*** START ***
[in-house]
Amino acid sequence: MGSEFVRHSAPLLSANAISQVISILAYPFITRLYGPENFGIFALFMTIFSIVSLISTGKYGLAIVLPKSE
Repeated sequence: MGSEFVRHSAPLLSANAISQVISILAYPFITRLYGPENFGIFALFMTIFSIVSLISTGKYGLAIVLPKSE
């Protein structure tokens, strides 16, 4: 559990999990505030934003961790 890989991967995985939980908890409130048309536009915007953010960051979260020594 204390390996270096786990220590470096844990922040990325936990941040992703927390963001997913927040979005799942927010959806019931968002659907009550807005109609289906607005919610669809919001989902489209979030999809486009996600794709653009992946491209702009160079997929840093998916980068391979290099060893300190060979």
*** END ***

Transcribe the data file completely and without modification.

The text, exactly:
[in-house]
Amino acid sequence: MGSEFVRHSAPLLSANAISQVISILAYPFITRLYGPENFGIFALFMTIFSIVSLISTGKYGLAIVLPKSE
Repeated sequence: MGSEFVRHSAPLLSANAISQVISILAYPFITRLYGPENFGIFALFMTIFSIVSLISTGKYGLAIVLPKSE
């Protein structure tokens, strides 16, 4: 559990999990505030934003961790 890989991967995985939980908890409130048309536009915007953010960051979260020594 204390390996270096786990220590470096844990922040990325936990941040992703927390963001997913927040979005799942927010959806019931968002659907009550807005109609289906607005919610669809919001989902489209979030999809486009996600794709653009992946491209702009160079997929840093998916980068391979290099060893300190060979």